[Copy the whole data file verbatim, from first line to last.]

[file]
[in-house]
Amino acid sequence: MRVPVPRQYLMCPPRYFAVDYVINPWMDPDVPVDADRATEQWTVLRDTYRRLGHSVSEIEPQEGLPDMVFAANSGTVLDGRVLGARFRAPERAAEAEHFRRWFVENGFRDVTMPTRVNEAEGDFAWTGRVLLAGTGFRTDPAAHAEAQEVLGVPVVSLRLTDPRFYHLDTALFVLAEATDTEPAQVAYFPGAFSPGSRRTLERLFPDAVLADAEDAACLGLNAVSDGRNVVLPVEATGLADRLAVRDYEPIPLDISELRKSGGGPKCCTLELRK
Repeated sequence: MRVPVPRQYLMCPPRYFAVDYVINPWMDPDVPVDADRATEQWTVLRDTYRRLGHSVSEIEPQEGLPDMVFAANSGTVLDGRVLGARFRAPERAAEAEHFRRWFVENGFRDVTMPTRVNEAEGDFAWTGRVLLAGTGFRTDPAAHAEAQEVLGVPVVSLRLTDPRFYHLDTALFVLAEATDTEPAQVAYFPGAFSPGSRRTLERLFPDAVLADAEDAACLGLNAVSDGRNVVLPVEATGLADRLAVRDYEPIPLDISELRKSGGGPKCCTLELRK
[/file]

[in-house]
Amino acid sequence: MRVPVPRQYLMCPPRYFAVDYVINPWMDPDVPVDADRATEQWTVLRDTYRRLGHSVSEIEPQEGLPDMVFAANSGTVLDGRVLGARFRAPERAAEAEHFRRWFVENGFRDVTMPTRVNEAEGDFAWTGRVLLAGTGFRTDPAAHAEAQEVLGVPVVSLRLTDPRFYHLDTALFVLAEATDTEPAQVAYFPGAFSPGSRRTLERLFPDAVLADAEDAACLGLNAVSDGRNVVLPVEATGLADRLAVRDYEPIPLDISELRKSGGGPKCCTLELRK
Repeated sequence: MRVPVPRQYLMCPPRYFAVDYVINPWMDPDVPVDADRATEQWTVLRDTYRRLGHSVSEIEPQEGLPDMVFAANSGTVLDGRVLGARFRAPERAAEAEHFRRWFVENGFRDVTMPTRVNEAEGDFAWTGRVLLAGTGFRTDPAAHAEAQEVLGVPVVSLRLTDPRFYHLDTALFVLAEATDTEPAQVAYFPGAFSPGSRRTLERLFPDAVLADAEDAACLGLNAVSDGRNVVLPVEATGLADRLAVRDYEPIPLDISELRKSGGGPKCCTLELRK